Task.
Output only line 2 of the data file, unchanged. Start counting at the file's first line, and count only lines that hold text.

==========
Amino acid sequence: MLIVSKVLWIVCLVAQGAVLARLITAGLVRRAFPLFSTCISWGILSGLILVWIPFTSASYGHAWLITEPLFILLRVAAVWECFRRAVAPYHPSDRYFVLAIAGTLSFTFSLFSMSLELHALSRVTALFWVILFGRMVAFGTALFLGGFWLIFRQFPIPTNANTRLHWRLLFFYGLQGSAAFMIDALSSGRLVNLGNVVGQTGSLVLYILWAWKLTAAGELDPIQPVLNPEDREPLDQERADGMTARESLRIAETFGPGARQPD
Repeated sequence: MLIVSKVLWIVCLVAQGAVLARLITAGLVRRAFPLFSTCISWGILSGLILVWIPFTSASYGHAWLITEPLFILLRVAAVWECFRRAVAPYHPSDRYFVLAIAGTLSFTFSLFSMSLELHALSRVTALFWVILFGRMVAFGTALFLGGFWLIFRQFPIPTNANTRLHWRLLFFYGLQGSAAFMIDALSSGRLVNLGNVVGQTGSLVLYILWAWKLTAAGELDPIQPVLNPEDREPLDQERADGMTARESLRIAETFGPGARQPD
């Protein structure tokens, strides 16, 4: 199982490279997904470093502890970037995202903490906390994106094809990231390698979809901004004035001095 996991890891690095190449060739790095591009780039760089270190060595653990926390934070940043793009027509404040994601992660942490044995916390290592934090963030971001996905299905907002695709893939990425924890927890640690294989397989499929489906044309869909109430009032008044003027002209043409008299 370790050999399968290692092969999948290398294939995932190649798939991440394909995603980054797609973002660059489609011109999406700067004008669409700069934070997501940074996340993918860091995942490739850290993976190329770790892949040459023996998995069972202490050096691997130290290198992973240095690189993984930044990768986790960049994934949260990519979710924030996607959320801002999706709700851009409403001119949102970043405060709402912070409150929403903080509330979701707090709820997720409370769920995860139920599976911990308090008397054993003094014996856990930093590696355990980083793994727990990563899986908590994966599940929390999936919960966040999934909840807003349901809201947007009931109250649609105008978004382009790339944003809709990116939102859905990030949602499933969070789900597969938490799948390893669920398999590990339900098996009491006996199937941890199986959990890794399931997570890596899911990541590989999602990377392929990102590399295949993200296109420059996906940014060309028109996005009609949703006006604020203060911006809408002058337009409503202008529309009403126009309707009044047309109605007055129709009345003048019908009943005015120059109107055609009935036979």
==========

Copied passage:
Repeated sequence: MLIVSKVLWIVCLVAQGAVLARLITAGLVRRAFPLFSTCISWGILSGLILVWIPFTSASYGHAWLITEPLFILLRVAAVWECFRRAVAPYHPSDRYFVLAIAGTLSFTFSLFSMSLELHALSRVTALFWVILFGRMVAFGTALFLGGFWLIFRQFPIPTNANTRLHWRLLFFYGLQGSAAFMIDALSSGRLVNLGNVVGQTGSLVLYILWAWKLTAAGELDPIQPVLNPEDREPLDQERADGMTARESLRIAETFGPGARQPD